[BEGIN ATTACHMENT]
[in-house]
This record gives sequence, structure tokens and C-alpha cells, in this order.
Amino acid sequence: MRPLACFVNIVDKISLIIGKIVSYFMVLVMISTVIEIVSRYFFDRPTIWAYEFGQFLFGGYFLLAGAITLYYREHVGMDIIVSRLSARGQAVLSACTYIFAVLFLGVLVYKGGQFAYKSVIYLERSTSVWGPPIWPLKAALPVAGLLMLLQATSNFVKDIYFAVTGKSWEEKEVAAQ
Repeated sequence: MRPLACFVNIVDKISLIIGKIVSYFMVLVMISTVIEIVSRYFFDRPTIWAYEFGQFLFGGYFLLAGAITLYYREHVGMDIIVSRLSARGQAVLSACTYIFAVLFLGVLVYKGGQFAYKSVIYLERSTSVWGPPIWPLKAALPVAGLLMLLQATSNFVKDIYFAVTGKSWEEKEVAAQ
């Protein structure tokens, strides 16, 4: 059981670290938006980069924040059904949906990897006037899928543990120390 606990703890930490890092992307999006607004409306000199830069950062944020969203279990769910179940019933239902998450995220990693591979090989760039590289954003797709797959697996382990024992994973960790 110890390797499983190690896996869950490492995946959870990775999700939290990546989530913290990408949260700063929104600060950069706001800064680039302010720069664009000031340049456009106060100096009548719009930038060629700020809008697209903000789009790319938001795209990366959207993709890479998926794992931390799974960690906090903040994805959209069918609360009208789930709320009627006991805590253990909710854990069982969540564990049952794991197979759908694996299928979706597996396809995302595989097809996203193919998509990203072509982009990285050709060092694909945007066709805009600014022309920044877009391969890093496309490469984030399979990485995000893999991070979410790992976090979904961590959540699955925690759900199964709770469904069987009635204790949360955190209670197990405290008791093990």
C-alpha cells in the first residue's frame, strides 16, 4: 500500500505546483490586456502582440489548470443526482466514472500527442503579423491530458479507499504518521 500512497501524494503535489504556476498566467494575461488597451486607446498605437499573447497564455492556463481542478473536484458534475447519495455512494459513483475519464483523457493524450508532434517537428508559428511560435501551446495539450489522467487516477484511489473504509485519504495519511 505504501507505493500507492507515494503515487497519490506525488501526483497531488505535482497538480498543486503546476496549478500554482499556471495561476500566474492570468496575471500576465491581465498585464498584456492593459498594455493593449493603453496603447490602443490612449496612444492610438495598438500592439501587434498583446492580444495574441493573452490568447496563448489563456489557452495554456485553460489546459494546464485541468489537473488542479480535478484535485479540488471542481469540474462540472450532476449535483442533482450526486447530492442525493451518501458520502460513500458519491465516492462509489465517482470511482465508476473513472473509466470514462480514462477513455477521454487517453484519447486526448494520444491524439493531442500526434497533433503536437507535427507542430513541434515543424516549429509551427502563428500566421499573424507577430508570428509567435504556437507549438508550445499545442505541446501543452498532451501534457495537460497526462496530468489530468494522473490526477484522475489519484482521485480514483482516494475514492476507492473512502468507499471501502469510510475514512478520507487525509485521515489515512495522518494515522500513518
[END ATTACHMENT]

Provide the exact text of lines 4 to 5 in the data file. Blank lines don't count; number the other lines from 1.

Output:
Repeated sequence: MRPLACFVNIVDKISLIIGKIVSYFMVLVMISTVIEIVSRYFFDRPTIWAYEFGQFLFGGYFLLAGAITLYYREHVGMDIIVSRLSARGQAVLSACTYIFAVLFLGVLVYKGGQFAYKSVIYLERSTSVWGPPIWPLKAALPVAGLLMLLQATSNFVKDIYFAVTGKSWEEKEVAAQ
């Protein structure tokens, strides 16, 4: 059981670290938006980069924040059904949906990897006037899928543990120390 606990703890930490890092992307999006607004409306000199830069950062944020969203279990769910179940019933239902998450995220990693591979090989760039590289954003797709797959697996382990024992994973960790 110890390797499983190690896996869950490492995946959870990775999700939290990546989530913290990408949260700063929104600060950069706001800064680039302010720069664009000031340049456009106060100096009548719009930038060629700020809008697209903000789009790319938001795209990366959207993709890479998926794992931390799974960690906090903040994805959209069918609360009208789930709320009627006991805590253990909710854990069982969540564990049952794991197979759908694996299928979706597996396809995302595989097809996203193919998509990203072509982009990285050709060092694909945007066709805009600014022309920044877009391969890093496309490469984030399979990485995000893999991070979410790992976090979904961590959540699955925690759900199964709770469904069987009635204790949360955190209670197990405290008791093990």